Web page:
The incentives are not only granted to Microsoft but also to any other company that wants to invest in high-tech. Regarding preferential tax rates and exemptions, Bac Ninh province disclosed that the Prime Minister has agreed that it provide handsome terms to Samsung Display on the proviso that the project proceeds as agreed. The Bac Ninh People’s Committee will also continue to present additional incentives to the local People’s Council to consider.
Enterprises in high-tech will also receive infrastructure support (clean water, waste treatment systems, road networks, and electricity) from the government and local authorities to ensure optimum efficiency. According to Mr Nguyen Van Toan, Vice Chairman of the Vietnam Association for Foreign Invested Enterprises (VAFIE), Vietnam has substantial opportunities to attract multinational corporations, especially in the high-tech sector.
Besides being a stable investment environment, Mr Toan also emphasised that Vietnam is now ready to integrate and participate in a variety of bilateral as well as multilateral economic agreements. “These indicate that Vietnam is ready to join hands with other countries and develop together,” he said. “Infrastructure and human resources have seen advances and local people and enterprises are changing their attitudes towards attracting foreign capital.”
When higher FDI comes more job opportunities for Vietnamese workers will follow. Microsoft plans to recruit tens of thousands of new employees from Bac Ninh and neighbouring provinces. Nokia (now Microsoft Vietnam) has recruited 5,500 factory employees and 2,000 office staff, and plans to double its number of engineers. With $1 billion in new investment, Wintek anticipates it will need 51,000 employees at its plant in Bac Giang province. These projects will all contribute significantly to the economic and technological development of Bac Ninh and Bac Giang provinces in particular and Vietnam in general.
With such benefits it would seem reasonable that the government grants attractive incentives to these giant investors. Nevertheless, in order to retain them as long-term investors while attracting new investors, Mr Toan recommends related authorities continue improving the business environment and at the same time address troublesome administrative procedures. “Vietnam will have to foster its administrative procedures reform in order to improve transparency while developing its existing infrastructure, and foreign investment will be certain to increase,” an executive at Samsung Electronics Vietnam told VET.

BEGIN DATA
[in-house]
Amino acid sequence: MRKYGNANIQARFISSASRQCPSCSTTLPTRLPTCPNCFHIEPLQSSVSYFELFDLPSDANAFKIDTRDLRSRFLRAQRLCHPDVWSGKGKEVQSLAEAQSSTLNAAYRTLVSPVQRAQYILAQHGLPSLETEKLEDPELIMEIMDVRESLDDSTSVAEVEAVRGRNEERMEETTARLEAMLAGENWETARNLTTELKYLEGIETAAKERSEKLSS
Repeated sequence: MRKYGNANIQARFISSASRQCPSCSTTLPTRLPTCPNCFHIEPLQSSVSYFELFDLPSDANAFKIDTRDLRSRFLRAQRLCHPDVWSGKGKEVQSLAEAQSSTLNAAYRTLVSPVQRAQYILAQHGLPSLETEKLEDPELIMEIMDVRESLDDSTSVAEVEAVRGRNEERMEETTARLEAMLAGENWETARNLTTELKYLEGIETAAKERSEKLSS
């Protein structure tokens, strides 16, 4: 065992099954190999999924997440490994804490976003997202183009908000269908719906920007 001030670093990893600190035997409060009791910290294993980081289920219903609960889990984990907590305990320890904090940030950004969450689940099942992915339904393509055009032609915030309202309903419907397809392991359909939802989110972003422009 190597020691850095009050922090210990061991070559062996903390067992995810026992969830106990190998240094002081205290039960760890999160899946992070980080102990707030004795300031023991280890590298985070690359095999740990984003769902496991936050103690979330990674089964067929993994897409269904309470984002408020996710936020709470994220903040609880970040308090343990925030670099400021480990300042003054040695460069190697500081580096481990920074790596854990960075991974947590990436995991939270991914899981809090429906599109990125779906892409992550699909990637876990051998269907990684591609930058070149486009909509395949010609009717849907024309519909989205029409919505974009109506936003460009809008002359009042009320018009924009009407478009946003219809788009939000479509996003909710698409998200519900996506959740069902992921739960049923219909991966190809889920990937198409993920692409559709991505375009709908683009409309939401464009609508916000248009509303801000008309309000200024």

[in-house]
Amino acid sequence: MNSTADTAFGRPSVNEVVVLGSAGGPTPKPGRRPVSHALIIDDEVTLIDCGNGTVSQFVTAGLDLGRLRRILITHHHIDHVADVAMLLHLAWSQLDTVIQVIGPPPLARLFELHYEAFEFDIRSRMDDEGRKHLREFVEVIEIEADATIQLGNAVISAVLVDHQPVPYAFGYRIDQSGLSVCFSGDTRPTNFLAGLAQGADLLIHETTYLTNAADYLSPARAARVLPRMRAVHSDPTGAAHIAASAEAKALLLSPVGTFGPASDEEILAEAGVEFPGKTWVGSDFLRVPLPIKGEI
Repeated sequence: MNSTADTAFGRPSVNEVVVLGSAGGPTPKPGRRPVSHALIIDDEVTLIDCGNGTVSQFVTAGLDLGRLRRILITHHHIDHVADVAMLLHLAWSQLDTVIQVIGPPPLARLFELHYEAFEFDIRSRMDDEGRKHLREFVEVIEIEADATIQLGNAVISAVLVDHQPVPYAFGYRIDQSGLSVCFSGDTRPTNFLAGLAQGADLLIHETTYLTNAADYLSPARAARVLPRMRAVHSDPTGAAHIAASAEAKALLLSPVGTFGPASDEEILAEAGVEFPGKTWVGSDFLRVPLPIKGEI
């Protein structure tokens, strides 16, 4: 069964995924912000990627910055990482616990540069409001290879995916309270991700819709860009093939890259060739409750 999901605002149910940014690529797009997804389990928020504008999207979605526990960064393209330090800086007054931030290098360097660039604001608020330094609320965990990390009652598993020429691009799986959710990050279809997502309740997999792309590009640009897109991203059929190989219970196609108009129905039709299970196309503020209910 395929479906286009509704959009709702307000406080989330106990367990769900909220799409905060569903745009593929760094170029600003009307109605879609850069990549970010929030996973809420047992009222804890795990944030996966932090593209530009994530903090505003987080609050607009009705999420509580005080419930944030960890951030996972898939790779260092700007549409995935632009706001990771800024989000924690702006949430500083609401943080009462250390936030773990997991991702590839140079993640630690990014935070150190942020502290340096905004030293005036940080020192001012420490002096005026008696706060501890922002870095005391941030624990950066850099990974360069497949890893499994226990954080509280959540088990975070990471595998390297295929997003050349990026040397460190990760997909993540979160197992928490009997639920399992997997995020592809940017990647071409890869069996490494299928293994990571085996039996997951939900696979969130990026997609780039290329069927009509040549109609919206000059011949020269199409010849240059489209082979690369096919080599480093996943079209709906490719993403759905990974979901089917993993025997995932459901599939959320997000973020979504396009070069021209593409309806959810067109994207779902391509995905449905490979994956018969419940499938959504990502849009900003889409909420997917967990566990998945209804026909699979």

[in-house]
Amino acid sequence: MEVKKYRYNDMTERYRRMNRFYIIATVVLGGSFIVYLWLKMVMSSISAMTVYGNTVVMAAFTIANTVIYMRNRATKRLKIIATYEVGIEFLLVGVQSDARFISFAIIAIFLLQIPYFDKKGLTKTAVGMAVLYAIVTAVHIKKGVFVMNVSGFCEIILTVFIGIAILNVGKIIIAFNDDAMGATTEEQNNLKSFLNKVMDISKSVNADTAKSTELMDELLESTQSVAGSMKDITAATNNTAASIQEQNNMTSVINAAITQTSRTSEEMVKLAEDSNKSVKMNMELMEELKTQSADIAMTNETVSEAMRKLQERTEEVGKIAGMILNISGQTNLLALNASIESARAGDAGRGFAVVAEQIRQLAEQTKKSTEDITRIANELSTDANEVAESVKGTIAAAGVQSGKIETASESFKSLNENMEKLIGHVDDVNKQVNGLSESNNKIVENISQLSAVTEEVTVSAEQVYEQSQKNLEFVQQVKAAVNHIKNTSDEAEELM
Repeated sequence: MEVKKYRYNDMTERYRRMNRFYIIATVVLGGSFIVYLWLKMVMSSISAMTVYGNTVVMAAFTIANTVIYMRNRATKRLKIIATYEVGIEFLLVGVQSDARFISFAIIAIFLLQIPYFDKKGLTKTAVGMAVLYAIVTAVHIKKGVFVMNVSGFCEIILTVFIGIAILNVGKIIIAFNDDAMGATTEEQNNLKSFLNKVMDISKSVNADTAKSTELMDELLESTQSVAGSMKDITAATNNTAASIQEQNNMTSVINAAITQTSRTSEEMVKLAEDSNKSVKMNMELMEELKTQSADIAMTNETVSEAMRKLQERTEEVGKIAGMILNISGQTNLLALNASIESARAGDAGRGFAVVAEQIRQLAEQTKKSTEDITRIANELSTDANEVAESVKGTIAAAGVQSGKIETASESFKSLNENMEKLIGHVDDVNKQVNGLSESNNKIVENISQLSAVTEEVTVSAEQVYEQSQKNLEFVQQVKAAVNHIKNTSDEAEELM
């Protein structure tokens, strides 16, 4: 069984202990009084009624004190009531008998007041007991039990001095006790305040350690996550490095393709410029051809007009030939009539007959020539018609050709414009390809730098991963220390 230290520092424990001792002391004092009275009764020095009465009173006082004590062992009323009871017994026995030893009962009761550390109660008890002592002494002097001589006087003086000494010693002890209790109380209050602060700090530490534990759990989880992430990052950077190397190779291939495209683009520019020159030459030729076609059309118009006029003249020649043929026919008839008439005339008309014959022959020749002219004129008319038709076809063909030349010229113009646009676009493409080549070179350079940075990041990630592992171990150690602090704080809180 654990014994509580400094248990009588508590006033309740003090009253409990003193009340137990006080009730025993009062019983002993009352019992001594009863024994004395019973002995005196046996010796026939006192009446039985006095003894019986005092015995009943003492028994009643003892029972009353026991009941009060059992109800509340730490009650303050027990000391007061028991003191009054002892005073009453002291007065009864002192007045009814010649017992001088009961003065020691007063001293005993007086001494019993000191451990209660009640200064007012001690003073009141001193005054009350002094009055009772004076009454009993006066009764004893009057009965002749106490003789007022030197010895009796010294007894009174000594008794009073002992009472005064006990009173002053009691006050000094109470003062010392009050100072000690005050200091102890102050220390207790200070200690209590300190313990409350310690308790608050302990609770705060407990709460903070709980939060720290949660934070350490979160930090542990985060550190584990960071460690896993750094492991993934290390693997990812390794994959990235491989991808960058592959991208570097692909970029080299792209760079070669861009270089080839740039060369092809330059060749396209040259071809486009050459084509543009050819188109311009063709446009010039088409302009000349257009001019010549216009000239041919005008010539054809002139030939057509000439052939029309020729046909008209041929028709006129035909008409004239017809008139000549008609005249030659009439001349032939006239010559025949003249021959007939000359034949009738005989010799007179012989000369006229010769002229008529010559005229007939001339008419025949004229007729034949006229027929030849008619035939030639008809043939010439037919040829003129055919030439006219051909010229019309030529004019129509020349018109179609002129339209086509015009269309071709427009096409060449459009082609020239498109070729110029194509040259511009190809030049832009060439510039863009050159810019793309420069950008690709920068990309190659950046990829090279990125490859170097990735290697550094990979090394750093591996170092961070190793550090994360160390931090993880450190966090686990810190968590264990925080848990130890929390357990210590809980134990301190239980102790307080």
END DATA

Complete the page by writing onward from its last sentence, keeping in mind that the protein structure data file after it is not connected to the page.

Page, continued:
A trend has emerged recently whereby giant electronics manufacturers chose to move away from China due to macro instabilities and rising labour costs. As a neighbour with an even better economic geographical location, political and economic stability, and much lower labour costs for similar quality, this represents a golden opportunity for Vietnam to increase its profile in the eyes of investors. In addition to its positive macro-economic factors, the Prime Minister’s order to delay the implementation of the Ministry of Science and Technology’s Circular No 20/2014, which was due to take effect on September 1 and banned the import of old machinery, so that Microsoft could relocate the 39 production lines expresses the country’s dynamism and flexibility in encouraging investors to come to the country.
Apple is yet to invest in Vietnam but the country’s potential means it’s on the giant’s radar. Ms Haslinda Amin from Bloomberg television in Singapore recently reported that “Apple is having some discussions with FPT to develop the Vietnamese market in the near future.” According to figures from Reuters, Apple’s sales revenue in Vietnam increased by more than 300 per cent in the first quarter of this year; five times faster than its growth rate in India, where the company has invested heavily to win market share.
Last year Vietnam was among Apple’s third-wave markets to receive the iPhone 5S. This year it is one of the second-wave markets to sell the iPhone 6. Given the current macro-economic context and the endeavours of the Vietnamese Government, Vietnam may well be one of the first markets to the sell the iPhone 7 or 7S.